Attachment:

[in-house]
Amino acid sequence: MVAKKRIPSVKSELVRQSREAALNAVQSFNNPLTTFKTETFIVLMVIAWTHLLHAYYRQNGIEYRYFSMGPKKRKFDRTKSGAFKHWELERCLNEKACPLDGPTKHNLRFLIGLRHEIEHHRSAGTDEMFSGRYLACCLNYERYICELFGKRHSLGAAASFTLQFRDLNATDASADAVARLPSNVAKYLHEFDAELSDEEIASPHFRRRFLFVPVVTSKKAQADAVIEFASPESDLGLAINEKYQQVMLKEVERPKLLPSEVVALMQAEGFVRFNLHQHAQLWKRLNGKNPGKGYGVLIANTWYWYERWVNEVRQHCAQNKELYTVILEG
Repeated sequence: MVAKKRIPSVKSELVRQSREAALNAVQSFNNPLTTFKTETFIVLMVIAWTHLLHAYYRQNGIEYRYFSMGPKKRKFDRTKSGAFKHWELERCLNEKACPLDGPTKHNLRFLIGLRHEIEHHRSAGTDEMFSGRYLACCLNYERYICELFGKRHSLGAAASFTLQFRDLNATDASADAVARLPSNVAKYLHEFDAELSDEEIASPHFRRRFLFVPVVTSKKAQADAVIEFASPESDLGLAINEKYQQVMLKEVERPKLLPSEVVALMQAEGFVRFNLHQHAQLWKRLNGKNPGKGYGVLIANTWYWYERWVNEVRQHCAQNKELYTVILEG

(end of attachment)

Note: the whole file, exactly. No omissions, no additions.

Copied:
[in-house]
Amino acid sequence: MVAKKRIPSVKSELVRQSREAALNAVQSFNNPLTTFKTETFIVLMVIAWTHLLHAYYRQNGIEYRYFSMGPKKRKFDRTKSGAFKHWELERCLNEKACPLDGPTKHNLRFLIGLRHEIEHHRSAGTDEMFSGRYLACCLNYERYICELFGKRHSLGAAASFTLQFRDLNATDASADAVARLPSNVAKYLHEFDAELSDEEIASPHFRRRFLFVPVVTSKKAQADAVIEFASPESDLGLAINEKYQQVMLKEVERPKLLPSEVVALMQAEGFVRFNLHQHAQLWKRLNGKNPGKGYGVLIANTWYWYERWVNEVRQHCAQNKELYTVILEG
Repeated sequence: MVAKKRIPSVKSELVRQSREAALNAVQSFNNPLTTFKTETFIVLMVIAWTHLLHAYYRQNGIEYRYFSMGPKKRKFDRTKSGAFKHWELERCLNEKACPLDGPTKHNLRFLIGLRHEIEHHRSAGTDEMFSGRYLACCLNYERYICELFGKRHSLGAAASFTLQFRDLNATDASADAVARLPSNVAKYLHEFDAELSDEEIASPHFRRRFLFVPVVTSKKAQADAVIEFASPESDLGLAINEKYQQVMLKEVERPKLLPSEVVALMQAEGFVRFNLHQHAQLWKRLNGKNPGKGYGVLIANTWYWYERWVNEVRQHCAQNKELYTVILEG